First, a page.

Congo (Brazzaville), sub Saharan Africa's third largest oil producer, has intensified its campaign to promote the country's offshore drilling and exploration investment opportunities.
The Ministry of Hydrocarbons hopes to ride on the new hydrocarbons regulations that were approved by Parliament in 2016 to attract interest from more new international oil companies and entice expansion of drilling, exploration and production by those already operating in this country that produces 350,000 barrels per day (bpd) and has previously attracted international explorers such as Total S.A., Eni, Perenco, Kosmos and SOCO.
A look at the 2016 Hydrocarbons Code or oil sector regulations, which the ministry was marketing at the recently concluded Africa Oil Week conference in Cape Town early this month, paints a picture of a country that is desperate for a share of the existing interest by oil and gas explorers in Africa's offshore upstream space despite the recent slow down or change of strategy by companies because of the low global oil prices.
While Congo's Hydrocarbons minister Jean-Marc Thystere Tchicaya admits recent years have been difficult for the global hydrocarbons sector because of the fluid economic situation especially in large economies, his country is determined to “develop our mining sector to ensure the renewal of our reserves of liquid and gaseous hydrocarbons.
He said the competitive international bidding process for Congo's offshore oil blocks “offers interesting opportunities for the international oil and gas industry, permitting them to take strategic positions in areas of the Republic of Congo with a significant proven potential for hydrocarbons.”
During this month's Africa Oil Week conference, Congo (Brazzaville) Director of Hydrocarbons Teresa Goma and the country's Upstream Advisor at the Ministry of Hydrocarbons Jean Baptiste Pouti unveiled the second licensing round for 10 offshore blocks in the Coastal Basin's offshore shallow water, deep and ultra deep water with interested oil companies having up to June 2019 to submit their bids ahead of the September 2019 evaluation and announcement of the preferred bidders.
In the shallow waters, the ministry is auctioning blocks Marine XXV, Marine XXVI, Marine XXIX, Marine XXXI and Youbi while on the deep and ultra deep waters bids have been invited for blocks Marine XIX, Marine XXII, Marine XXIII, Marine XXIV and Marine XXX.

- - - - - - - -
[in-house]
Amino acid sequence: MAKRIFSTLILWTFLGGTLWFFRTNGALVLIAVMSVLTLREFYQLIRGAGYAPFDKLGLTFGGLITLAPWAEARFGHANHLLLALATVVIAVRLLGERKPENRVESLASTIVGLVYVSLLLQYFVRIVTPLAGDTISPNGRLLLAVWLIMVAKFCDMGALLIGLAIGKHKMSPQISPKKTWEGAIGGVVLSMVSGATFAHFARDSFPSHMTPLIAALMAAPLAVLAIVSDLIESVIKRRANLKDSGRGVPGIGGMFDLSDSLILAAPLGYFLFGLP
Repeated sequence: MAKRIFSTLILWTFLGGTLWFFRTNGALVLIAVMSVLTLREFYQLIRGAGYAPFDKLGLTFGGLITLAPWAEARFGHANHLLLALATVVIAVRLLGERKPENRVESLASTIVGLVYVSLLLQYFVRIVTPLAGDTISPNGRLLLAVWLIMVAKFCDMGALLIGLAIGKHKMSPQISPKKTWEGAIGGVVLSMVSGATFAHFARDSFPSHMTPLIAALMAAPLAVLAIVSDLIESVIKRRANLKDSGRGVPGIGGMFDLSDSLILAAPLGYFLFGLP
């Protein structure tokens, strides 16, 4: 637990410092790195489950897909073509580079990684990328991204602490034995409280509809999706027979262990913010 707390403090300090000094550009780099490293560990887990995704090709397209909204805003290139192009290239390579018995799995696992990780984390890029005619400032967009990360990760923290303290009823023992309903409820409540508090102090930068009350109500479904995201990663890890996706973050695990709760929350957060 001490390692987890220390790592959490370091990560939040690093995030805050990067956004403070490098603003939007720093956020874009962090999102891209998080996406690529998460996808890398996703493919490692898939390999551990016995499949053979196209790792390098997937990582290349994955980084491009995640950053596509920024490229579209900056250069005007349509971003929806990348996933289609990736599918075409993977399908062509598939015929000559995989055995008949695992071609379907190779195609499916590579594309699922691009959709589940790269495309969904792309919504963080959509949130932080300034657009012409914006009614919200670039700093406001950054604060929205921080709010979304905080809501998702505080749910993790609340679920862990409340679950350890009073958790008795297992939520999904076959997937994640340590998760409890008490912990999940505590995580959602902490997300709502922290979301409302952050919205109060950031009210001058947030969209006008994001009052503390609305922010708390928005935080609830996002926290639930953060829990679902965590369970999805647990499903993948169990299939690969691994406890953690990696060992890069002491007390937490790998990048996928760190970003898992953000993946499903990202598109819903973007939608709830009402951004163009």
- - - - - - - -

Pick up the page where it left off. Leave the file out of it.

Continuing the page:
To woo more exploration companies into the shallow water offshore plays the Ministry of Hydrocarbons Congo has promised to give credit to companies that agree to support the country's National Oil Company SNPC’s regional 3D seismic project covering over 5 000 sq. km, of the Congo Shelf or Peu Profond area to support the second licensing round that closes in June according to Goma.
“Participation by a company in this seismic acquisition project on a block allocated to it will be deducted from the 3D seismic work commitment for that block in the Peu Profond area,” said Goma.
SNPC had in May this year announced partnership with Norwegian international, marine geophysical company PGS to acquire images and 3D data in two phases at the Peu Profond area involving 1,500 sq. km and 3,500 sq. km respectively.
Moreover, the Ministry of Hydrocarbons is touting the amended hydrocarbon regulations as a key plank in addressing explorers' jitters over issues such as royalties, foreign exchange rate fluctuations and foreign funds transfers.
Under the new hydrocarbons code, award of any oil and gas block must be subjected to an international competitive bidding process including for private national companies. In addition, Congo has slashed the payable royalties to 12 percent down from 15 percent for oil and 5 percent for gas down from 15 percent for operations in frontier zones.
Elsewhere, explorers in ultra deep frontier blocs will have a 12-year exploration period and exploitation period of 25 years with an additional five for oil and 30 years and additional five for gas operations.
Furthermore, the Ministry of Hydrocarbons now says there is no cost transfer allowed in between permits while international exploration companies have a right to a tax free importation of oil goods and equipment “imported permanently and those required to be re-exported.”
Congo has also set the 'Cost Stop' at 50 percent but the government says the amount “could exceptionally and for limited period be set at higher recovery rate of 70 percent maximum in order to accelerate capital expenditure recovery in frontier areas.”
As a fiscal incentive for oil and gas explorers that will respond to this call for investment in Congo's hydrocarbons industry, the government has a new policy that ensures stability of the country's fiscal regime but just in case there is volatility, this policy “guarantees contractors that the overall economic equilibrium of the contract will be maintained.” This applies even in situations where there are modifications to laws affecting the country's fiscal regime that affects the contract after signing of the production sharing contract.
There is no doubt Congo's oil and gas sector investment campaign looks well choreographed and any offshore finds especially after the first licensing round in 2017 and the recently opened second round, will attract more new explorers and even open floodgates for more partnerships and acquisitions as the country ramps its current production levels.
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